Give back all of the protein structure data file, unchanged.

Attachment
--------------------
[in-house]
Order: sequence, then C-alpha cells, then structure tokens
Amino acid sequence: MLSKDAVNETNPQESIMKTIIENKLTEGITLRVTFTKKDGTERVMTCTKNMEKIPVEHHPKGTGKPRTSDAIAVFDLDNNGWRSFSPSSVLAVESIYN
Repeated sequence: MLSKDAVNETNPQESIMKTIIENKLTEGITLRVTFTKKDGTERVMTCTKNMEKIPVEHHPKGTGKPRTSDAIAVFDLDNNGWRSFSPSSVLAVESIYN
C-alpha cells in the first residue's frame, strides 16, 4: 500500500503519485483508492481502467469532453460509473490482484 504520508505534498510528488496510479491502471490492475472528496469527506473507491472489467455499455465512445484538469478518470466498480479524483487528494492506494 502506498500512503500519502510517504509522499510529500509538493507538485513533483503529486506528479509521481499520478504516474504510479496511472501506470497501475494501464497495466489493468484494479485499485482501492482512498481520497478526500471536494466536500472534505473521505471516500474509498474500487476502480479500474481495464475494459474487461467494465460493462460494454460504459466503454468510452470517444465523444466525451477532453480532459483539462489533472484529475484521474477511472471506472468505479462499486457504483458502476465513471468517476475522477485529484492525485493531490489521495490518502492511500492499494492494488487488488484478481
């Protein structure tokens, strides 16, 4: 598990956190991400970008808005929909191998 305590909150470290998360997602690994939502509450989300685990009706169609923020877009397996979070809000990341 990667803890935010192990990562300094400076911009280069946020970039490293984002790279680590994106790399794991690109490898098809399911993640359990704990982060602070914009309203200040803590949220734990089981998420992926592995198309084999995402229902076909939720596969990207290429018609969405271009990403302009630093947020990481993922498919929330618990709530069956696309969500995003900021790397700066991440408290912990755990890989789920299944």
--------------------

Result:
[in-house]
Order: sequence, then C-alpha cells, then structure tokens
Amino acid sequence: MLSKDAVNETNPQESIMKTIIENKLTEGITLRVTFTKKDGTERVMTCTKNMEKIPVEHHPKGTGKPRTSDAIAVFDLDNNGWRSFSPSSVLAVESIYN
Repeated sequence: MLSKDAVNETNPQESIMKTIIENKLTEGITLRVTFTKKDGTERVMTCTKNMEKIPVEHHPKGTGKPRTSDAIAVFDLDNNGWRSFSPSSVLAVESIYN
C-alpha cells in the first residue's frame, strides 16, 4: 500500500503519485483508492481502467469532453460509473490482484 504520508505534498510528488496510479491502471490492475472528496469527506473507491472489467455499455465512445484538469478518470466498480479524483487528494492506494 502506498500512503500519502510517504509522499510529500509538493507538485513533483503529486506528479509521481499520478504516474504510479496511472501506470497501475494501464497495466489493468484494479485499485482501492482512498481520497478526500471536494466536500472534505473521505471516500474509498474500487476502480479500474481495464475494459474487461467494465460493462460494454460504459466503454468510452470517444465523444466525451477532453480532459483539462489533472484529475484521474477511472471506472468505479462499486457504483458502476465513471468517476475522477485529484492525485493531490489521495490518502492511500492499494492494488487488488484478481
């Protein structure tokens, strides 16, 4: 598990956190991400970008808005929909191998 305590909150470290998360997602690994939502509450989300685990009706169609923020877009397996979070809000990341 990667803890935010192990990562300094400076911009280069946020970039490293984002790279680590994106790399794991690109490898098809399911993640359990704990982060602070914009309203200040803590949220734990089981998420992926592995198309084999995402229902076909939720596969990207290429018609969405271009990403302009630093947020990481993922498919929330618990709530069956696309969500995003900021790397700066991440408290912990755990890989789920299944």